No, this isn’t about driving or getting from A to B.
The National Traffic System (NTS) is a network of amateur radio operators around the country (there is similar operations internationally but with different rules) that in times of emergencies can rely brief messages into and out of a disaster location. Organizations such as the ARES (Amateur Radio Emergency Service) and RACES (The Radio Amateur Civil Emergency Service), under the coordination of groups like ARRL (Amateur Radio Relay League) and agencies such as FEMA as well as others, have organized the NTS.
Currently the NTS using ARES is composed of over 80,000 licensed amateur radio operators. The country is divided into areas from the national level down to the local area. Each year local ARES, RACE and other amateur radio groups perform simulated disaster drills that test (among other things) the use of NTS. These drills are almost always public events and are a great way to learn more about amateur radio as well as learn about the disaster planning of your community.
Even without disasters the NTS operates 7 days a week, 365 days a year. “Nets” are scheduled daily or weekly in each area to exchange messages (incoming and outgoing). With the more recent advent of digital messaging via ham NTS messages can be sent to some areas 24/7. In normal situations NTS carries “routine” messages from people such as general greetings, well wishes, non-emergency notices etc. But when a disaster comes the NTS can be the only way to get a message into or out of the effected zone.
The NTS is free to use. Your local ham club is almost certainly a member or at least can direct you to an amateur operator who is part of ARES or RACES. NTS messages are typically short (try to keep it under 25 words – no novels) and direct to the point. Keep in mind these are all public messages so don’t put in anything personal or vital (if you can help it). The message will likely make several “hops” between amateur operators before getting to the destination, though the amateur radio service prides itself on accurate and reliable message delivery. Final delivery at the receiving end is either by postal mail, telephone, or in extreme situations can be by hand.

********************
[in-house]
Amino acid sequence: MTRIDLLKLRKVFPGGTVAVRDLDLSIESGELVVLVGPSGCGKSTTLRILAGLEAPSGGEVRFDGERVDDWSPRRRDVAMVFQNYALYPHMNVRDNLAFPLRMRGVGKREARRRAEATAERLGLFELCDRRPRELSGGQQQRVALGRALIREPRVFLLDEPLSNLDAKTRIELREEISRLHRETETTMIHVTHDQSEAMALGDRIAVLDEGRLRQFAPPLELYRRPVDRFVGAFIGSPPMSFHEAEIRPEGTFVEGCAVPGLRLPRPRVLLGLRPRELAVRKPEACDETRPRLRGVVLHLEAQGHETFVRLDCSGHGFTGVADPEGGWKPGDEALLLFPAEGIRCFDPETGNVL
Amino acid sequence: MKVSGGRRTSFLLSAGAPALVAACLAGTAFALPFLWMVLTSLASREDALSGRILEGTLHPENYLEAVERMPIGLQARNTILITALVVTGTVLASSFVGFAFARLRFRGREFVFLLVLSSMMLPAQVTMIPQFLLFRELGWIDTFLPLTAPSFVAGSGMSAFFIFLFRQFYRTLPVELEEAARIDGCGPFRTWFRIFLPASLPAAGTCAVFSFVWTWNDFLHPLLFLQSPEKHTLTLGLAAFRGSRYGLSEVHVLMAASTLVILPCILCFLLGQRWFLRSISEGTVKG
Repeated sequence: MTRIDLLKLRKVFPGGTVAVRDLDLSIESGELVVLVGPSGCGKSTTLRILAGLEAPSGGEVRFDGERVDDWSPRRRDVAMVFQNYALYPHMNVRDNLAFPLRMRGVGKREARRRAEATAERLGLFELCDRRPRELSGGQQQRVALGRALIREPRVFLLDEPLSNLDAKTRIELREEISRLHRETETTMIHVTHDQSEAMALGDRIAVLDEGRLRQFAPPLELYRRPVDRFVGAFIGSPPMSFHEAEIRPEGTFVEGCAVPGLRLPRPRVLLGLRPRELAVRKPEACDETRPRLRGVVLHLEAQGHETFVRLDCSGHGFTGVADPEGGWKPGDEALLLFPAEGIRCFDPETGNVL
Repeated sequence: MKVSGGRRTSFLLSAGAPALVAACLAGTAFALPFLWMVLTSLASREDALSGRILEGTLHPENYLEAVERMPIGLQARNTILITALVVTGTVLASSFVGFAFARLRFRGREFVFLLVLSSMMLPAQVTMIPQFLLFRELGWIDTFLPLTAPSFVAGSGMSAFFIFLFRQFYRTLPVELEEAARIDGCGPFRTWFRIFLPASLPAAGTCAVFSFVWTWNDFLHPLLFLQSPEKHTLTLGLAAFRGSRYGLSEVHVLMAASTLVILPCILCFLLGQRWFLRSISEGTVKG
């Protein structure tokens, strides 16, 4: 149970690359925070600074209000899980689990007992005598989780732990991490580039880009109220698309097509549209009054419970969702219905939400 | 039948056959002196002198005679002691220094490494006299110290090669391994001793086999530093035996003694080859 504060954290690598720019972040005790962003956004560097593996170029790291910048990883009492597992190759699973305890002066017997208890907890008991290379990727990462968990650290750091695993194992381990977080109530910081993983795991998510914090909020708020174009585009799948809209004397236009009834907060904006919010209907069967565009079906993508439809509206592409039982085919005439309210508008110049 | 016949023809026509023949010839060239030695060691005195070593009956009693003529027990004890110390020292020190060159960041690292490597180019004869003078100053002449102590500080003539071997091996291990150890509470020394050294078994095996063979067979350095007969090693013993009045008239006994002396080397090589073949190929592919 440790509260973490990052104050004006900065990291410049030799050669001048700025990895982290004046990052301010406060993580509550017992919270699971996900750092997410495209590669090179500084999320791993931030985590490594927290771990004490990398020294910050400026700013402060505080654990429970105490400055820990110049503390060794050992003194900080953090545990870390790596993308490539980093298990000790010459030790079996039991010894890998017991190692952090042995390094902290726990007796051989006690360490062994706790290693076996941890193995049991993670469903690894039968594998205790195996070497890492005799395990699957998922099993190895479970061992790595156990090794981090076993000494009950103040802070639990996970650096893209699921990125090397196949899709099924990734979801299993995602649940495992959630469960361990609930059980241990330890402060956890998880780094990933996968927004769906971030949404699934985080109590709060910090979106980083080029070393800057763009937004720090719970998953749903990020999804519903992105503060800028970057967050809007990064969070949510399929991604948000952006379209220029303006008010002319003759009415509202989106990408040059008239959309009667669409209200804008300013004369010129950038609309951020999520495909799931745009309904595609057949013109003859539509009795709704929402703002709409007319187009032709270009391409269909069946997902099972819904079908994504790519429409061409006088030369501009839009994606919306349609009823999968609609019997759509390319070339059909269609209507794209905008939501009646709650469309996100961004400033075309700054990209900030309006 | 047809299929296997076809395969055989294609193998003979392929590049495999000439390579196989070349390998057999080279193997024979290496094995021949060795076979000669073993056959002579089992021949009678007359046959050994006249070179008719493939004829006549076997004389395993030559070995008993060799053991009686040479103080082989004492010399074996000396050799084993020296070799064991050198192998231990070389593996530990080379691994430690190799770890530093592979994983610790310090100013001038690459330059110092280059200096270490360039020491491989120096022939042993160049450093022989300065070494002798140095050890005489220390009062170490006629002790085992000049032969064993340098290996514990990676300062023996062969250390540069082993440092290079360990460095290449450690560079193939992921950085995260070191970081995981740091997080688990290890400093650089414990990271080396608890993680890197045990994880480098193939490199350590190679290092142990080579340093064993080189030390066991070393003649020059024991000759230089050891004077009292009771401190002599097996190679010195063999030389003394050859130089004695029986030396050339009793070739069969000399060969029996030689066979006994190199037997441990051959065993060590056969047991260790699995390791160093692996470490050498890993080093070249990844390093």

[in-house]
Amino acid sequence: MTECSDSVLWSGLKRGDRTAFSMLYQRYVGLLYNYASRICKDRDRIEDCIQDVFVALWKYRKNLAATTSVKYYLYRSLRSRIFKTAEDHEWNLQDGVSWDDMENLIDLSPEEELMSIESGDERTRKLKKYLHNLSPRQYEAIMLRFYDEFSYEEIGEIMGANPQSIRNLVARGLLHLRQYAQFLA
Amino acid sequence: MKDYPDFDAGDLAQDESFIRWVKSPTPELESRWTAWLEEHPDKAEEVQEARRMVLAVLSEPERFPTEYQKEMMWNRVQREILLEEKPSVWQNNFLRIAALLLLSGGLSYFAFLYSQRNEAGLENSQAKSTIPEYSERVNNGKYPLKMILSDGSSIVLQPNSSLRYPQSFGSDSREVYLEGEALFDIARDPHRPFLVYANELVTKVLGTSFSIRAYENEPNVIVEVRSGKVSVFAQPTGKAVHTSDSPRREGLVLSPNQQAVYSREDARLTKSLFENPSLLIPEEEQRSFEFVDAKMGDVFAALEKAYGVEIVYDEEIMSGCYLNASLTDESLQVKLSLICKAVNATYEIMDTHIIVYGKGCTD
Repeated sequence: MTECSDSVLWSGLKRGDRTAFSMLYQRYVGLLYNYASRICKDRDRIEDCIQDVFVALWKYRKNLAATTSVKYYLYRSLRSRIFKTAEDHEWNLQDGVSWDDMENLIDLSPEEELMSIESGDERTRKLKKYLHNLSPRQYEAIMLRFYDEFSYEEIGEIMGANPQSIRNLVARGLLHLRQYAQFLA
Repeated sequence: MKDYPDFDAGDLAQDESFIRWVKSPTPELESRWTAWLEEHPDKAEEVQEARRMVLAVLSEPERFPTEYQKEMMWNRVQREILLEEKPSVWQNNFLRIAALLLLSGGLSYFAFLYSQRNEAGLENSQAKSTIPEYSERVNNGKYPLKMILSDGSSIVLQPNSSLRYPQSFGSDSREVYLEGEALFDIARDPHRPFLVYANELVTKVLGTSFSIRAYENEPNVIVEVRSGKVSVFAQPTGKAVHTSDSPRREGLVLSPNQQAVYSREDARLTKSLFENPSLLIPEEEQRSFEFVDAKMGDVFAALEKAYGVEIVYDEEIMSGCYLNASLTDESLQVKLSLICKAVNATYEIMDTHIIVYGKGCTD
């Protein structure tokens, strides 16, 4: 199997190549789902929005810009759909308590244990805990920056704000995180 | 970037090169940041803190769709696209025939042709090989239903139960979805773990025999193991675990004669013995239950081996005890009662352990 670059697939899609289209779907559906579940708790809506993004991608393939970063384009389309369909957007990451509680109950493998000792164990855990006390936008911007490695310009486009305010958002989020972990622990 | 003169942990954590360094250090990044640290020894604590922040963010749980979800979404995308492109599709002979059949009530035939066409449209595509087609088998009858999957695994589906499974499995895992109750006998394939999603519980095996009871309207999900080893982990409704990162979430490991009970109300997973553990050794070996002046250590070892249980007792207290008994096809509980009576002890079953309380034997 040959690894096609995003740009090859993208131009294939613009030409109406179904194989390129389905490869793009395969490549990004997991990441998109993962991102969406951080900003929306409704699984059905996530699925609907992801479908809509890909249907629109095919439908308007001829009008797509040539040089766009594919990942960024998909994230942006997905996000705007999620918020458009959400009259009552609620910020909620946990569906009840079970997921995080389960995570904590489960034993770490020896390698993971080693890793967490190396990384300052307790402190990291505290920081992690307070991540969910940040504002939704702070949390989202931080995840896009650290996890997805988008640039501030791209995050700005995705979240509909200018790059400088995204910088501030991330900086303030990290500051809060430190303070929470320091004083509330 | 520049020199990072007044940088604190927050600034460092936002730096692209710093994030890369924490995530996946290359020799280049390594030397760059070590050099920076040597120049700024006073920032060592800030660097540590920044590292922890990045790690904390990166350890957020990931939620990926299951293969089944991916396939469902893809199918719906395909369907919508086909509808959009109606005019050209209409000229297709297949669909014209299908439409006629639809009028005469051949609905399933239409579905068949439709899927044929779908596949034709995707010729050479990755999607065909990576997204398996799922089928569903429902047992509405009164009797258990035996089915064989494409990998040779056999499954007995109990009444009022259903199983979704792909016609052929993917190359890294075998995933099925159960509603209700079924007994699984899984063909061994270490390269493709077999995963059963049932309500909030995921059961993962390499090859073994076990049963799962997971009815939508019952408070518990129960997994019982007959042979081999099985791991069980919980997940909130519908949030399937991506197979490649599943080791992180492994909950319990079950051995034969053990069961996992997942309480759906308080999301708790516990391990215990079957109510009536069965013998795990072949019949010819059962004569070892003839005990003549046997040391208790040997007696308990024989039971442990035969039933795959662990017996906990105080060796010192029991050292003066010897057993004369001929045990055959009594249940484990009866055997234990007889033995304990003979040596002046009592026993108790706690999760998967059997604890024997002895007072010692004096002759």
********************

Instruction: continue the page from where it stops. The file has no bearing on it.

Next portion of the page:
If you are a licensed amateur radio operator you can in itiate a NTS message by signing on to your local Net. The message has to contain certain information and be in a standard format. Look up NTS protocols on the ARRL website or other sources. When Net Control asks for new messages you make contact and send your message. (You may also be asked to handle an incoming message for your area — using NTS is a two-way street.)
If you are not a licensed amateur you can still use NTS. A non-amateur sending a message is known is 3rd party traffic. With a few restrictions anyone can send a NTS message. If you know a licensed amateur operator you can give your message to them. Or contact your local ham club.
As a prepper I think it’s important to know of this system as an option to communicate with family and friends in a disaster location, or, to let your friends and family know you’re OK after a disaster.
Contact your local ham club for the details and try sending a NTS to get the feel for how it works. it’s a good idea to practice sending (and receiving) messages now before an emergency happens.